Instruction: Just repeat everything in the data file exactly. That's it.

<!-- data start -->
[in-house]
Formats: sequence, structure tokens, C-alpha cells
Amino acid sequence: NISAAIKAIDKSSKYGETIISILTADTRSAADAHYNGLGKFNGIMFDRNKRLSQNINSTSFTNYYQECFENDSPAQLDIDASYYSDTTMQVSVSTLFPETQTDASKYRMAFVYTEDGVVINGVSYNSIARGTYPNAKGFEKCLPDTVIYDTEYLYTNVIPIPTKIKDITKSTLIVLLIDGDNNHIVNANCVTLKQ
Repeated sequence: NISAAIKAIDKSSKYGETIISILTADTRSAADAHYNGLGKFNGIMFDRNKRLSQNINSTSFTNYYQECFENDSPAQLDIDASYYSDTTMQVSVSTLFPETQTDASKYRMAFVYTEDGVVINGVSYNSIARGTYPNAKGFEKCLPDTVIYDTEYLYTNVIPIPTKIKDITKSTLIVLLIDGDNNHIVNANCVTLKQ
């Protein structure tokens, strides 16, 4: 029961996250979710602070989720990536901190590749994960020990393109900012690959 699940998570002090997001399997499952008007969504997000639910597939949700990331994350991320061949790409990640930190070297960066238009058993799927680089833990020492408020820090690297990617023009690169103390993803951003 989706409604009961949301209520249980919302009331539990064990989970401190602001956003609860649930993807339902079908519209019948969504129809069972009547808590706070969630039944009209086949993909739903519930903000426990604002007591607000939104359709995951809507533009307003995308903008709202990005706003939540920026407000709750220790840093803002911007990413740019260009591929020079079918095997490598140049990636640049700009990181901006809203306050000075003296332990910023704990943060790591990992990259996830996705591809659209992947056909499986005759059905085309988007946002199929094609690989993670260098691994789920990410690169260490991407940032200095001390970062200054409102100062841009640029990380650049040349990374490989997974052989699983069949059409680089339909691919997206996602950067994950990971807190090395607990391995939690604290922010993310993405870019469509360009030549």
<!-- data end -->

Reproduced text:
[in-house]
Formats: sequence, structure tokens, C-alpha cells
Amino acid sequence: NISAAIKAIDKSSKYGETIISILTADTRSAADAHYNGLGKFNGIMFDRNKRLSQNINSTSFTNYYQECFENDSPAQLDIDASYYSDTTMQVSVSTLFPETQTDASKYRMAFVYTEDGVVINGVSYNSIARGTYPNAKGFEKCLPDTVIYDTEYLYTNVIPIPTKIKDITKSTLIVLLIDGDNNHIVNANCVTLKQ
Repeated sequence: NISAAIKAIDKSSKYGETIISILTADTRSAADAHYNGLGKFNGIMFDRNKRLSQNINSTSFTNYYQECFENDSPAQLDIDASYYSDTTMQVSVSTLFPETQTDASKYRMAFVYTEDGVVINGVSYNSIARGTYPNAKGFEKCLPDTVIYDTEYLYTNVIPIPTKIKDITKSTLIVLLIDGDNNHIVNANCVTLKQ
């Protein structure tokens, strides 16, 4: 029961996250979710602070989720990536901190590749994960020990393109900012690959 699940998570002090997001399997499952008007969504997000639910597939949700990331994350991320061949790409990640930190070297960066238009058993799927680089833990020492408020820090690297990617023009690169103390993803951003 989706409604009961949301209520249980919302009331539990064990989970401190602001956003609860649930993807339902079908519209019948969504129809069972009547808590706070969630039944009209086949993909739903519930903000426990604002007591607000939104359709995951809507533009307003995308903008709202990005706003939540920026407000709750220790840093803002911007990413740019260009591929020079079918095997490598140049990636640049700009990181901006809203306050000075003296332990910023704990943060790591990992990259996830996705591809659209992947056909499986005759059905085309988007946002199929094609690989993670260098691994789920990410690169260490991407940032200095001390970062200054409102100062841009640029990380650049040349990374490989997974052989699983069949059409680089339909691919997206996602950067994950990971807190090395607990391995939690604290922010993310993405870019469509360009030549």